[0030] In an exemplary embodiment, sole structure 110 is secured to upper 120 and extends between the foot and the ground when article 100 is worn. Upper 120 defines an interior void within article 100 for receiving and securing a foot relative to sole structure 110. The void is shaped to accommodate the foot and extends along a lateral side of the foot, along a medial side of the foot, over the foot, around the heel, and under the foot. Upper 120 may also include a collar that is located in at least heel region 14 and forms a throat opening 140. Access to the interior void of upper 120 is provided by throat opening 140. More particularly, the foot may be inserted into upper 120 through throat opening 140, and the foot may be withdrawn from upper 120 through throat opening 140.

[0031] In an exemplary embodiment, upper 120 may be formed from a bootie 122. Bootie 122 can be a one-piece element that entirely covers the top, sides and bottom of a foot of a wearer. The various portions of upper 120, including bootie 122, may be formed from one or more of a plurality of material elements (e.g., textiles, polymer sheets, foam layers, leather, synthetic leather) that can form the majority of upper 120 or portions can be stitched or bonded together to form upper 120 defining the void within article 100. In one embodiment, bootie 122 can form a majority of an exterior surface of upper 122. In other embodiments, upper 120 may be a conventional upper formed by multiple material element portions and can include edges that are attached to a sockliner or strobel sock to extend under the foot and close the interior void of the upper 120.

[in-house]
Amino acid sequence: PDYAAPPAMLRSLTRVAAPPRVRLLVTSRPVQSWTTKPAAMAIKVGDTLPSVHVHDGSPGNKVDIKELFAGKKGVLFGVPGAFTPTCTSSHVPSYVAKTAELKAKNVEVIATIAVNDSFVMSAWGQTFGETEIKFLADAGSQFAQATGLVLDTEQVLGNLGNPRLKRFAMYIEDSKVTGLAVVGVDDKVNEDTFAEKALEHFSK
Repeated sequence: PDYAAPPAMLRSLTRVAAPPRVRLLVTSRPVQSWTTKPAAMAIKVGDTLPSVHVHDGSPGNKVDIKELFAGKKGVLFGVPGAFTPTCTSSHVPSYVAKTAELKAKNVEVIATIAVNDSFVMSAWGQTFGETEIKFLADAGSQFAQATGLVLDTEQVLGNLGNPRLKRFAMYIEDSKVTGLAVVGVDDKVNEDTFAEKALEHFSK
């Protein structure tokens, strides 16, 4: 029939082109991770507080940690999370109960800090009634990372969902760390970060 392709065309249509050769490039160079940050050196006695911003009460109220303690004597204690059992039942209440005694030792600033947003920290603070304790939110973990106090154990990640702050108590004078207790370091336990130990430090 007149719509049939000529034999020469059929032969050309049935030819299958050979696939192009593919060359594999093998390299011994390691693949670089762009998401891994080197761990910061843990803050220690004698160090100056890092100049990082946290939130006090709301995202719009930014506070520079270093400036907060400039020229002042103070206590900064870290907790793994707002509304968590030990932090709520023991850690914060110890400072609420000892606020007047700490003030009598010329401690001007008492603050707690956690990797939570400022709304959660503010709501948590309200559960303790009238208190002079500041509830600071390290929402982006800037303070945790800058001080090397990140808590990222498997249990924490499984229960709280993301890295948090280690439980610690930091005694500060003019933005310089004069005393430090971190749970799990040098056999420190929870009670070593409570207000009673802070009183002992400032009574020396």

[0032] In some embodiments, article 100 can include a lacing system 130. Lacing system 130 extends forward from collar and throat opening 140 in heel region 14 over an area corresponding to an instep of the foot in midfoot region 12 to an area adjacent to forefoot region 10. Lacing system 130 includes various components configured to secure a foot within upper 120 of article 100 and, in addition to the components illustrated and described herein, may further include additional or optional components conventionally included with footwear uppers. In this embodiment, a lace 136 extends through various lace-receiving elements to permit the wearer to modify dimensions of upper 120 to accommodate the proportions of the foot. In the exemplary embodiments, lace-receiving elements are configured as a plurality of lace apertures 134. More particularly, lace 136 permits the wearer to tighten upper 120 around the foot, and lace 136 permits the wearer to loosen upper 120 to facilitate entry and removal of the foot from the interior void (i.e., through ankle opening 140). Lace 136 is shown in FIG. 1, but has been omitted from the remaining Figures for ease of illustration of the remaining components of article 100.

[0033] As an alternative to plurality of lace apertures 134, upper 120 may include other lace-receiving elements, such as loops, eyelets, and D-rings. In addition, upper 120 includes a tongue 124 that extends over a foot of a wearer when disposed within article 100 to enhance the comfort of article 100. In this embodiment, tongue 124 is integrally formed with bootie 122. In other embodiments, tongue 124 may be an individual component that may move within an opening between opposite lateral and medial sides of upper 120.